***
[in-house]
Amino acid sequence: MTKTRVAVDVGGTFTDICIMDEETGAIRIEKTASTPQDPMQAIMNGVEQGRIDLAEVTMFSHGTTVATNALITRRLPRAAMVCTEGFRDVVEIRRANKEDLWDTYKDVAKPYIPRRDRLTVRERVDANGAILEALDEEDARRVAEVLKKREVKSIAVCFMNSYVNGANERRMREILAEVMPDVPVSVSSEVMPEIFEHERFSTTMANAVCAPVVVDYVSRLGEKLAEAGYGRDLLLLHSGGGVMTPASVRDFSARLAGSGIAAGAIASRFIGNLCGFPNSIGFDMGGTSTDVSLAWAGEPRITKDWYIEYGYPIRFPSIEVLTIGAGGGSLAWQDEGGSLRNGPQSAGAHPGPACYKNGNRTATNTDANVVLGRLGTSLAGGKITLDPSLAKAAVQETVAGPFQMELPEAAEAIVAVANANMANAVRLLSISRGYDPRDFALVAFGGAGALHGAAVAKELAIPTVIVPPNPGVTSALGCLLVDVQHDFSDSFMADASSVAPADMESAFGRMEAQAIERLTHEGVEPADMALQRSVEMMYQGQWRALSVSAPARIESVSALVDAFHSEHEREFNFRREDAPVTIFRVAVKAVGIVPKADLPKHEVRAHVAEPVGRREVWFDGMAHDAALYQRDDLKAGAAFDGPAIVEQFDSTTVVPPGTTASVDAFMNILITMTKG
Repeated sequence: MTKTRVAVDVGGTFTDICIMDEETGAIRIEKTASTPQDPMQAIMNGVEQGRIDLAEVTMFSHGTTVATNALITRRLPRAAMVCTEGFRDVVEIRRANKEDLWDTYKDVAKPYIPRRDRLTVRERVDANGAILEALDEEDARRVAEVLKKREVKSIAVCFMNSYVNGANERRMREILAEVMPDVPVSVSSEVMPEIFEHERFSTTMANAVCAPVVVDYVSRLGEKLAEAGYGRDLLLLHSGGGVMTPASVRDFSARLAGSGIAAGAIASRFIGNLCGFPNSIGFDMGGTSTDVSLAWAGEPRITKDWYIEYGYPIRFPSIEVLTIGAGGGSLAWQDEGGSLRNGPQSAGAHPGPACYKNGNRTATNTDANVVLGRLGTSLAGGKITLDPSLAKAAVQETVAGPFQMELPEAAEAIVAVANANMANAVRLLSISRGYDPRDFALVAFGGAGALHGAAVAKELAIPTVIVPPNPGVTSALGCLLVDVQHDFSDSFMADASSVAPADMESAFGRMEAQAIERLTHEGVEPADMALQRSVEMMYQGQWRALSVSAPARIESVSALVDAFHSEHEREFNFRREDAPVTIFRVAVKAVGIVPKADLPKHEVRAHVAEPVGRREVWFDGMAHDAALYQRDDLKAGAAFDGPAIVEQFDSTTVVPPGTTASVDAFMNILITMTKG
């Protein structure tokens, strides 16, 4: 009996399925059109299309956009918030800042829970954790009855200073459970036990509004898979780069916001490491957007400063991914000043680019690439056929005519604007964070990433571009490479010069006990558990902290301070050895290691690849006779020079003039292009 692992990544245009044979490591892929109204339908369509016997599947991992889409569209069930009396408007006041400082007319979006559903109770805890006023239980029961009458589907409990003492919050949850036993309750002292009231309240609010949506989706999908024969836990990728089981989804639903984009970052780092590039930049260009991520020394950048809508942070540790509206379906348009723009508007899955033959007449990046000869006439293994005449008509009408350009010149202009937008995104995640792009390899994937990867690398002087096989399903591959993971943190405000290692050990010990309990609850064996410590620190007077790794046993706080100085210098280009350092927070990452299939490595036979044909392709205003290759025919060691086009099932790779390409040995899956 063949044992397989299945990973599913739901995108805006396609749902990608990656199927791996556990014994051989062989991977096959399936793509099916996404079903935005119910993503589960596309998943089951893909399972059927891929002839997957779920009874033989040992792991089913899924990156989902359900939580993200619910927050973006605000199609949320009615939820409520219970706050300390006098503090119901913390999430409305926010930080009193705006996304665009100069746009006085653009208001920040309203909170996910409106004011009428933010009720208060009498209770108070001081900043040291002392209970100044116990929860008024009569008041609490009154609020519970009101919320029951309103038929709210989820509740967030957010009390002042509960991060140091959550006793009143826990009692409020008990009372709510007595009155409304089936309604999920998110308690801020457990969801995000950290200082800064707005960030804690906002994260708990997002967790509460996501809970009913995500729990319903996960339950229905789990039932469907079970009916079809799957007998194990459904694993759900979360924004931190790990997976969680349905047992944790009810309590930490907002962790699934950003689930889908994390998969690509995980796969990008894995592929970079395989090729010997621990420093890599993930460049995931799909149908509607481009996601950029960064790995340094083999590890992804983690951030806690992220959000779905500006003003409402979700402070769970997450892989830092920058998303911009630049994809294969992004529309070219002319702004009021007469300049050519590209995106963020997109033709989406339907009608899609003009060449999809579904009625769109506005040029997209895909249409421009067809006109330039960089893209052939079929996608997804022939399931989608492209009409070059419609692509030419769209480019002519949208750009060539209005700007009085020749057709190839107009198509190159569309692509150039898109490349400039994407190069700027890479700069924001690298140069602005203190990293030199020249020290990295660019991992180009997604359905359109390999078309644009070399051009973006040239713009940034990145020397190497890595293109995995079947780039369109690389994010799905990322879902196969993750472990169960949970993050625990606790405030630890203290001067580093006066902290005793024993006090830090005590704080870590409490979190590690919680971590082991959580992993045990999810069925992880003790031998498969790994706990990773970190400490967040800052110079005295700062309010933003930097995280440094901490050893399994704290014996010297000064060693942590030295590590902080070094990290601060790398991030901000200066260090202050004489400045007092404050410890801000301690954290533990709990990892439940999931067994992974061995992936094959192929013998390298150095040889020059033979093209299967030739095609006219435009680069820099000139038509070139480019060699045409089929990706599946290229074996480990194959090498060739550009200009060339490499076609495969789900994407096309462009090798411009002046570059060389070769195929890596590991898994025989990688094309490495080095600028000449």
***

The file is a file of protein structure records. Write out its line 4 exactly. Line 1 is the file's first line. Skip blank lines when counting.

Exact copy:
């Protein structure tokens, strides 16, 4: 009996399925059109299309956009918030800042829970954790009855200073459970036990509004898979780069916001490491957007400063991914000043680019690439056929005519604007964070990433571009490479010069006990558990902290301070050895290691690849006779020079003039292009 692992990544245009044979490591892929109204339908369509016997599947991992889409569209069930009396408007006041400082007319979006559903109770805890006023239980029961009458589907409990003492919050949850036993309750002292009231309240609010949506989706999908024969836990990728089981989804639903984009970052780092590039930049260009991520020394950048809508942070540790509206379906348009723009508007899955033959007449990046000869006439293994005449008509009408350009010149202009937008995104995640792009390899994937990867690398002087096989399903591959993971943190405000290692050990010990309990609850064996410590620190007077790794046993706080100085210098280009350092927070990452299939490595036979044909392709205003290759025919060691086009099932790779390409040995899956 063949044992397989299945990973599913739901995108805006396609749902990608990656199927791996556990014994051989062989991977096959399936793509099916996404079903935005119910993503589960596309998943089951893909399972059927891929002839997957779920009874033989040992792991089913899924990156989902359900939580993200619910927050973006605000199609949320009615939820409520219970706050300390006098503090119901913390999430409305926010930080009193705006996304665009100069746009006085653009208001920040309203909170996910409106004011009428933010009720208060009498209770108070001081900043040291002392209970100044116990929860008024009569008041609490009154609020519970009101919320029951309103038929709210989820509740967030957010009390002042509960991060140091959550006793009143826990009692409020008990009372709510007595009155409304089936309604999920998110308690801020457990969801995000950290200082800064707005960030804690906002994260708990997002967790509460996501809970009913995500729990319903996960339950229905789990039932469907079970009916079809799957007998194990459904694993759900979360924004931190790990997976969680349905047992944790009810309590930490907002962790699934950003689930889908994390998969690509995980796969990008894995592929970079395989090729010997621990420093890599993930460049995931799909149908509607481009996601950029960064790995340094083999590890992804983690951030806690992220959000779905500006003003409402979700402070769970997450892989830092920058998303911009630049994809294969992004529309070219002319702004009021007469300049050519590209995106963020997109033709989406339907009608899609003009060449999809579904009625769109506005040029997209895909249409421009067809006109330039960089893209052939079929996608997804022939399931989608492209009409070059419609692509030419769209480019002519949208750009060539209005700007009085020749057709190839107009198509190159569309692509150039898109490349400039994407190069700027890479700069924001690298140069602005203190990293030199020249020290990295660019991992180009997604359905359109390999078309644009070399051009973006040239713009940034990145020397190497890595293109995995079947780039369109690389994010799905990322879902196969993750472990169960949970993050625990606790405030630890203290001067580093006066902290005793024993006090830090005590704080870590409490979190590690919680971590082991959580992993045990999810069925992880003790031998498969790994706990990773970190400490967040800052110079005295700062309010933003930097995280440094901490050893399994704290014996010297000064060693942590030295590590902080070094990290601060790398991030901000200066260090202050004489400045007092404050410890801000301690954290533990709990990892439940999931067994992974061995992936094959192929013998390298150095040889020059033979093209299967030739095609006219435009680069820099000139038509070139480019060699045409089929990706599946290229074996480990194959090498060739550009200009060339490499076609495969789900994407096309462009090798411009002046570059060389070769195929890596590991898994025989990688094309490495080095600028000449």